Like over half of the FTSE 100 chief executives, Katy Wigdahl started out her career in finance.
After training as an accountant, Wigdahl worked in various management roles at Unilever for 15 years. She then became her own boss as a self-employed management consultant, before taking on Transversal’s finance director role for almost five years.
In 2019, she joined Speechmatics as chief financial officer and was promoted to the top role of CEO in under a year. Since then, the speech recognition tech company recently raised $62m of VC investment. “The next five years are going to be busy,” she beams, while telling Management Today about bias in AI, her best time management hack and how to reach the top.
What is the most important leadership lesson life has taught you?
At work, as in life, grace and humility are key. I like to think I have a very human-centred leadership style - calm under pressure and authentic to my personal values. I embrace a communication style that I also expect from others. There have certainly been times when I have been advised to lead with fear or "be more masculine" but I have remained steadfast and committed to being the best version of myself.
What leader inspires you and why?
My father was a great role model. He worked with Tim Berners-Lee on creating the World Wide Web. His intellectual brilliance and endeavours to push new boundaries in his academic research at CERN made me realise the importance of teamwork, intellectual curiosity and challenging the norm.
Best time management hack?
Without a doubt, get an EA. We do have this slightly odd cultural norm in the UK where we need to prove we don’t need any help. My EA helps me protect my time, helps my entire team maximise their own time and their time with me and releases a huge amount of pressure.
How do you switch off?
I think if a CEO says they regularly completely switch off they are being economical with the truth. Rather than ‘switching off’ I focus on compartmentalising: I need time away from my desk, to get a different perspective and come up with solutions to problems.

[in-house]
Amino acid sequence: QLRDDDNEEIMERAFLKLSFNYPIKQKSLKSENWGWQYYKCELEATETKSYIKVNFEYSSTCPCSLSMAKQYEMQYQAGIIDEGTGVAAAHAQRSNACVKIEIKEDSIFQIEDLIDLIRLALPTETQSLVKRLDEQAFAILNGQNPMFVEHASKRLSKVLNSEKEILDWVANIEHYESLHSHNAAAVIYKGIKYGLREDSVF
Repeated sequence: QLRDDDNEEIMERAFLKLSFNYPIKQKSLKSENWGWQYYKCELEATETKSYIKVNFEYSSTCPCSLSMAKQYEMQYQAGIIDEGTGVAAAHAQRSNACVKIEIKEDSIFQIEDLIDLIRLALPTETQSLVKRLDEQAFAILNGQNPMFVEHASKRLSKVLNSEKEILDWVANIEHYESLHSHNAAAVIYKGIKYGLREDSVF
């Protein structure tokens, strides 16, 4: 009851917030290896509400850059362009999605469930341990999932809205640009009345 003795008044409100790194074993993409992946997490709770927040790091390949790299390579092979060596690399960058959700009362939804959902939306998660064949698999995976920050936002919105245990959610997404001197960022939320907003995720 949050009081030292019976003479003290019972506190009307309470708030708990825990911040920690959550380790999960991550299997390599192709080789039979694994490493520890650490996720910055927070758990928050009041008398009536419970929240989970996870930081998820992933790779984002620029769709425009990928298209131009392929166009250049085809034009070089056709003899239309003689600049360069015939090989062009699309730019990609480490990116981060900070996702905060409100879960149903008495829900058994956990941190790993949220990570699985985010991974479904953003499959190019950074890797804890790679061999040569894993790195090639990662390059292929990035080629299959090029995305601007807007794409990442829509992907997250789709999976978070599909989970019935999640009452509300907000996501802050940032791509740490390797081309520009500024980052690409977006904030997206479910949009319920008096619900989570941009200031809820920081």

What’s the latest trend that leaders need to know about?
Artificial intelligence and machine learning are real buzzwords these days - both require data to work, but most of that data carries bias and it is critical we recognise that.
Take the industry I work in - historically, speech recognition engines were trained on sets of data that only represented white middle-American male voices. We are now able to train engines on much wider datasets by limiting the human labelling required. The data can represent exponentially more people. We must no longer tolerate the status quo of bias in emerging technology.
What was your most embarrassing moment?
I will never forget when I was head girl and had been tasked with giving a vote of thanks to Roald Dahl as part of speech day. I spent hours crafting a highly-pretentious, overly-clever speech which referenced all his books. I always cringe at the thought of my voice pounding over the microphone into the hall. I definitely learnt to keep it simple from then on in!
What single thing would improve your work-life balance?
Setting aside time to focus and think within the working day - actually booking this time out in my diary and scheduling it like I would anything else. The days can be so jam-packed that it isn’t until the evening or the weekend that you have the brain space to reflect.
How do you reach the top?
Step one is to consider what ‘the top’ means to you. Personally, I was more interested in self-actualisation - what would make me feel happy, inspired, and successful? You also need to keep learning, I was once told you should always feel slightly uncomfortable in your job to keep progressing.